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This is just a trivial question of what convention you suggest. Recently, I have seen many examples of people writing dict(key1=val1, key2=val2) instead of what I think is the more idiomatic {"key1": val1, "key2": val2}. I think the reason is to avoid using "" for the keys, but I am not sure. Perhaps the dict()-syntax looks closer to other languages?

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ain't python great .. there's more than one obvious way to do it –  wim Jun 14 '12 at 10:33
An obvious advantage of the {} version is that if you later decide to use some non-string keys you don't have to rewrite the whole line. –  James Jun 14 '12 at 10:38
@Blair: that's not safe, that's just wasteful. –  larsmans Jun 14 '12 at 10:40
@larsmans - its safe in the sense you are guaranteed to have used the idiomatic version ;). That suggestion was made with tongue firmly in cheek. –  Blair Jun 14 '12 at 10:44
@wim That contradict the Zen of Python There should be one-- and preferably only one --obvious way to do it. –  Dikei Jun 14 '12 at 10:57

4 Answers 4

up vote 5 down vote accepted

I'm going to go against the flow here:

Use the dict() method if it suits you, but keep the limitations outlined in other answers in mind. There are some advantages to this method:

  • It looks less cluttered in some circumstances
  • It's 3 characters less per key-value pair
  • On keyboard layouts where { and } are awkward to type (AltGr-7 and AltGr-0 here) it's faster to type out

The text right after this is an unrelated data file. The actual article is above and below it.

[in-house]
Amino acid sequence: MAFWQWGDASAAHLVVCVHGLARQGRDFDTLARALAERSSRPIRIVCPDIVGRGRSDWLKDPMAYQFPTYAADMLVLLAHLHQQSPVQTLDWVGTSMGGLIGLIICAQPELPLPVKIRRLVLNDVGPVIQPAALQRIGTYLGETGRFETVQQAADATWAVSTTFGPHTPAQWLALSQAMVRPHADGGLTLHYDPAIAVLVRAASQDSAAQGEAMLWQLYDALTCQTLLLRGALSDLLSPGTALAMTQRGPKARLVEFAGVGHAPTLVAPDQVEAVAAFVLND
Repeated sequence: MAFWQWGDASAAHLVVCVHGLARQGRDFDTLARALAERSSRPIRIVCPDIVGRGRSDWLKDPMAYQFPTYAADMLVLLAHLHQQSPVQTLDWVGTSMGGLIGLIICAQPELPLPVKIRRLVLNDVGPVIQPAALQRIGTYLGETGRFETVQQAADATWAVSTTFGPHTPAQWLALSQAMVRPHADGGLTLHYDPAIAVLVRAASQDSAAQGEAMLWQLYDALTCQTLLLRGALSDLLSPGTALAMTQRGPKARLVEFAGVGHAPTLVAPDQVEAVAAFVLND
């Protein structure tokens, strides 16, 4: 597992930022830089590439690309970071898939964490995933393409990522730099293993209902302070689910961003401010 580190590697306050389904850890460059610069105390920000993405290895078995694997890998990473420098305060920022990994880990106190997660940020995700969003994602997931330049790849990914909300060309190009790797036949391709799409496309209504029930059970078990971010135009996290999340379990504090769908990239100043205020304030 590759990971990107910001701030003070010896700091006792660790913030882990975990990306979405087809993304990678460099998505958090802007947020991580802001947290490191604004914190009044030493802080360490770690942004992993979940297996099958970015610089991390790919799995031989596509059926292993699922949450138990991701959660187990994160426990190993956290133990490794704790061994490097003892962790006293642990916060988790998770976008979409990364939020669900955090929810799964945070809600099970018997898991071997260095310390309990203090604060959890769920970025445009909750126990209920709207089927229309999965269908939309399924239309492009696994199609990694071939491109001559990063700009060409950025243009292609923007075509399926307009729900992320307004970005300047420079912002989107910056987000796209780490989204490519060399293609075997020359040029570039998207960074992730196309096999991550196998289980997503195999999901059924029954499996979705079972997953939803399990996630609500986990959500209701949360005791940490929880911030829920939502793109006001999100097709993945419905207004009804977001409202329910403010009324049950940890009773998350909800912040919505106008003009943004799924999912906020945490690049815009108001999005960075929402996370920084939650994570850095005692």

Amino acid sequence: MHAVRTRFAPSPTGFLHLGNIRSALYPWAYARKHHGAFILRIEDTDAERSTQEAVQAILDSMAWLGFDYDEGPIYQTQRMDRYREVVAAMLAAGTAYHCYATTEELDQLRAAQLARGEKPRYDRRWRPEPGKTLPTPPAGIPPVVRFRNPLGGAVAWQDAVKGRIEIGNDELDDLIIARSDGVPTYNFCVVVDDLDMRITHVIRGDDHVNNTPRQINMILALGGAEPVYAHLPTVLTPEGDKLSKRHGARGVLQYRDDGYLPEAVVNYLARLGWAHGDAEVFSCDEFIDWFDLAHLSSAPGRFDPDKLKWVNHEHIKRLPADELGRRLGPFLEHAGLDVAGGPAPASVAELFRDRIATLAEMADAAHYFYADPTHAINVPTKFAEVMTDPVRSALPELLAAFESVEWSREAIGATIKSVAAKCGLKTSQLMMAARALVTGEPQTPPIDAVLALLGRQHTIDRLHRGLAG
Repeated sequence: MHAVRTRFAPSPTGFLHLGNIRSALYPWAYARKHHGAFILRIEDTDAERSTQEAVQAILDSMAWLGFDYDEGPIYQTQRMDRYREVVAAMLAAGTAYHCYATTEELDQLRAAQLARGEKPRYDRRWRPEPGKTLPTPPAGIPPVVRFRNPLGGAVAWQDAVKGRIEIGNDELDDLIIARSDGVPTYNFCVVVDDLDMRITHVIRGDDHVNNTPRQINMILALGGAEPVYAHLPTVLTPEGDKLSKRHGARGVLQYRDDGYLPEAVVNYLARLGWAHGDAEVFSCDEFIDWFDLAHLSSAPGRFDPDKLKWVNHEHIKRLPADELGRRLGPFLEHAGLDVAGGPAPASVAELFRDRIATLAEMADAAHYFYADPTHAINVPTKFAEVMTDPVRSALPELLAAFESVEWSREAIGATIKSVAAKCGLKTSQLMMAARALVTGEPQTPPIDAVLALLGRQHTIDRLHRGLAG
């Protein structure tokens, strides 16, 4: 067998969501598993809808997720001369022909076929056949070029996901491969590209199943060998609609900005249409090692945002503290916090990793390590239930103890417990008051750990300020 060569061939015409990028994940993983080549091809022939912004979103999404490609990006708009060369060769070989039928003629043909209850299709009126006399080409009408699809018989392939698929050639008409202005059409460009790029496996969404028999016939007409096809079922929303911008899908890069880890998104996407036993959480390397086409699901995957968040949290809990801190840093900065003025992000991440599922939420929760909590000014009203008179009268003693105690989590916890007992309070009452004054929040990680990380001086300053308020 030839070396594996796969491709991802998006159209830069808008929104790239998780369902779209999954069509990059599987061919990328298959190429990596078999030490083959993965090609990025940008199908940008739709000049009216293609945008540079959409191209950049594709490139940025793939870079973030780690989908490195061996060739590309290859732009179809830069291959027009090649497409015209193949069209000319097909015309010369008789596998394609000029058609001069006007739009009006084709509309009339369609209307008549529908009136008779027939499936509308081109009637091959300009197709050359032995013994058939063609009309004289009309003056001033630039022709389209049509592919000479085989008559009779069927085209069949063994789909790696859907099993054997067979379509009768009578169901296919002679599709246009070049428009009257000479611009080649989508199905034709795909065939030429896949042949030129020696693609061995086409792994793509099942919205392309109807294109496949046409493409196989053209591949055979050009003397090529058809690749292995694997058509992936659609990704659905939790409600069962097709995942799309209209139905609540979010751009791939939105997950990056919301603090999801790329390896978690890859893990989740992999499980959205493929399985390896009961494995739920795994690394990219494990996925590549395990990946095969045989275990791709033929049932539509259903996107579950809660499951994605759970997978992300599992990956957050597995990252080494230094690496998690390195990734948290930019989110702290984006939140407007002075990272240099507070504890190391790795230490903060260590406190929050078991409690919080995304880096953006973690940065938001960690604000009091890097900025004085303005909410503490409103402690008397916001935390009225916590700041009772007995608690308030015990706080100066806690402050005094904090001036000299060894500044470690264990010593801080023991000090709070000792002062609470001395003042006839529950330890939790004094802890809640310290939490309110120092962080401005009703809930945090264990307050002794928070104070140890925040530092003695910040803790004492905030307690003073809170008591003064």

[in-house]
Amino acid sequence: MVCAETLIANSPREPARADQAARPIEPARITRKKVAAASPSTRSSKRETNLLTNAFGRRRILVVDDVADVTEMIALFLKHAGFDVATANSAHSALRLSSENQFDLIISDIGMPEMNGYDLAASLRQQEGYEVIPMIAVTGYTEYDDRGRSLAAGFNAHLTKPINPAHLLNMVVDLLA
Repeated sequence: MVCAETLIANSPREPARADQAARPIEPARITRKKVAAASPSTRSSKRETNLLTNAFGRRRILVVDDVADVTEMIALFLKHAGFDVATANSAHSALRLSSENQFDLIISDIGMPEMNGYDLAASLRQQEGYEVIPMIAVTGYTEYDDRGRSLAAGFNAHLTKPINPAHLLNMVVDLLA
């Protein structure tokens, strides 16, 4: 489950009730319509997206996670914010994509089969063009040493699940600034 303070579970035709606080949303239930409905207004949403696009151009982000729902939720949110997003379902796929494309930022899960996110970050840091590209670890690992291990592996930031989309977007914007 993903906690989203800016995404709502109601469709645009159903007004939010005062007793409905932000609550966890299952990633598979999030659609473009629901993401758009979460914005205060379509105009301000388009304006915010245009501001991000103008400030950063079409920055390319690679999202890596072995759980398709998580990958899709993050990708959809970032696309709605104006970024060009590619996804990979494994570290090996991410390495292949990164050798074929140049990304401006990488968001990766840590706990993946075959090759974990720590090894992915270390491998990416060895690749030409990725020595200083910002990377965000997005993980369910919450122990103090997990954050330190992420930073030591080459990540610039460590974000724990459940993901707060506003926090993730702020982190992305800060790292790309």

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There is obviously not a correct answer here, but I like yours best. I think SO has an unfortunate tendency to automatically vote up comments by users with the highest reputation. –  Gurgeh Jun 15 '12 at 8:27

Definitely, use {}, keep code simple & type less is always my target

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Well, here you can't have both. For two or more keys, the dict() method will mean less typing: two quotes and one space character less per key-value pair, if you follow PEP8 recommendations. –  Lauritz V. Thaulow Jun 14 '12 at 10:49

{"key1": val1, "key2": val2} is more idiomatic; I hardly ever encounter dict with keyword arguments and I've certainly never been tempted to write it. It's also more general, because keyword arguments have to be Python identifiers:

>>> {"foo bar": 1}
{'foo bar': 1}
>>> dict(foo bar=1)
   File "<ipython console>", line 1
     dict(foo bar=1)
SyntaxError: invalid syntax

>>> dict("foo bar"=1)
   File "<ipython console>", line 1
SyntaxError: keyword can't be an expression (<ipython console>, line 1)
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There are cases when Python uses words where other languages use punctuations. It produces less line noise. dict() might be more readable when it can be used (Obviously it can't be used if keys are not valid Python identifiers; in that case there is no question what to use). –  J.F. Sebastian Jun 14 '12 at 10:49

There is some ambiguity with the braces { }. Consider:

>>> x = {'one','two','three'}
>>> type(x)
<type 'set'>
>>> x = {}
>>> type(x)
<type 'dict'>

Whereas there is no ambiguity with using set() or dict().

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Good point but this is very minor when you consider the other points being made. –  jamylak Jun 14 '12 at 13:10

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